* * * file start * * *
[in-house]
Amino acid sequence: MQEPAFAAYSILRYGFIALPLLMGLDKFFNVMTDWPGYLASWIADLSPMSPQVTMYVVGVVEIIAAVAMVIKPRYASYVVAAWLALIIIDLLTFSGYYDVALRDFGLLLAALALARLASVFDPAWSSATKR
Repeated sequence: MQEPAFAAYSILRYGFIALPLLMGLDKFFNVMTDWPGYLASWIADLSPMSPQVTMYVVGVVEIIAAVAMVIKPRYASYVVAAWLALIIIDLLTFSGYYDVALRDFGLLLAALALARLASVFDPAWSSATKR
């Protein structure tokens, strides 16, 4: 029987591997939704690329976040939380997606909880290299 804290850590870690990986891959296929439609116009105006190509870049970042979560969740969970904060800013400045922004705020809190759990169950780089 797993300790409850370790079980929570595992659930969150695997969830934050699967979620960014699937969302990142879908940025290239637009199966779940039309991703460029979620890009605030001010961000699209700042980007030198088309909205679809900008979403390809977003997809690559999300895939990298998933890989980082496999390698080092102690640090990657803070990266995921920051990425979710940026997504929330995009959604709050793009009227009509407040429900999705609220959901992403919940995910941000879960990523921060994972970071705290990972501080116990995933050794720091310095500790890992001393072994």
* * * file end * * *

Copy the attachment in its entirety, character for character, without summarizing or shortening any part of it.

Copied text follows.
[in-house]
Amino acid sequence: MQEPAFAAYSILRYGFIALPLLMGLDKFFNVMTDWPGYLASWIADLSPMSPQVTMYVVGVVEIIAAVAMVIKPRYASYVVAAWLALIIIDLLTFSGYYDVALRDFGLLLAALALARLASVFDPAWSSATKR
Repeated sequence: MQEPAFAAYSILRYGFIALPLLMGLDKFFNVMTDWPGYLASWIADLSPMSPQVTMYVVGVVEIIAAVAMVIKPRYASYVVAAWLALIIIDLLTFSGYYDVALRDFGLLLAALALARLASVFDPAWSSATKR
């Protein structure tokens, strides 16, 4: 029987591997939704690329976040939380997606909880290299 804290850590870690990986891959296929439609116009105006190509870049970042979560969740969970904060800013400045922004705020809190759990169950780089 797993300790409850370790079980929570595992659930969150695997969830934050699967979620960014699937969302990142879908940025290239637009199966779940039309991703460029979620890009605030001010961000699209700042980007030198088309909205679809900008979403390809977003997809690559999300895939990298998933890989980082496999390698080092102690640090990657803070990266995921920051990425979710940026997504929330995009959604709050793009009227009509407040429900999705609220959901992403919940995910941000879960990523921060994972970071705290990972501080116990995933050794720091310095500790890992001393072994």